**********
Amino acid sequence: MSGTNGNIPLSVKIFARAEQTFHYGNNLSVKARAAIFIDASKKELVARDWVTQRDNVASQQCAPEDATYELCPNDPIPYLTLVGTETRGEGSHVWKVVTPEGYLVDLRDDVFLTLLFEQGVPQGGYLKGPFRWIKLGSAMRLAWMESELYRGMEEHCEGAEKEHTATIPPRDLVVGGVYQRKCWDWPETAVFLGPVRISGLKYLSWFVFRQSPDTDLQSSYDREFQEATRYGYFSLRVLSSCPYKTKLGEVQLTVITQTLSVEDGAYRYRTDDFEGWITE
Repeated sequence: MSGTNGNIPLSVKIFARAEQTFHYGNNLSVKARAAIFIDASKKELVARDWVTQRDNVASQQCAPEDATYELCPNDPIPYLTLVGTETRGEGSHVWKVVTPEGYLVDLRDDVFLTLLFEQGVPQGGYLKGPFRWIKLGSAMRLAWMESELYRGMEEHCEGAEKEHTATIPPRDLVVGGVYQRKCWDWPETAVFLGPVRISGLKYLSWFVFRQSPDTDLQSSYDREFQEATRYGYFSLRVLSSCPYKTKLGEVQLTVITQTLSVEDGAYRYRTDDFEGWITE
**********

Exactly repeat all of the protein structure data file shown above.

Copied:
Amino acid sequence: MSGTNGNIPLSVKIFARAEQTFHYGNNLSVKARAAIFIDASKKELVARDWVTQRDNVASQQCAPEDATYELCPNDPIPYLTLVGTETRGEGSHVWKVVTPEGYLVDLRDDVFLTLLFEQGVPQGGYLKGPFRWIKLGSAMRLAWMESELYRGMEEHCEGAEKEHTATIPPRDLVVGGVYQRKCWDWPETAVFLGPVRISGLKYLSWFVFRQSPDTDLQSSYDREFQEATRYGYFSLRVLSSCPYKTKLGEVQLTVITQTLSVEDGAYRYRTDDFEGWITE
Repeated sequence: MSGTNGNIPLSVKIFARAEQTFHYGNNLSVKARAAIFIDASKKELVARDWVTQRDNVASQQCAPEDATYELCPNDPIPYLTLVGTETRGEGSHVWKVVTPEGYLVDLRDDVFLTLLFEQGVPQGGYLKGPFRWIKLGSAMRLAWMESELYRGMEEHCEGAEKEHTATIPPRDLVVGGVYQRKCWDWPETAVFLGPVRISGLKYLSWFVFRQSPDTDLQSSYDREFQEATRYGYFSLRVLSSCPYKTKLGEVQLTVITQTLSVEDGAYRYRTDDFEGWITE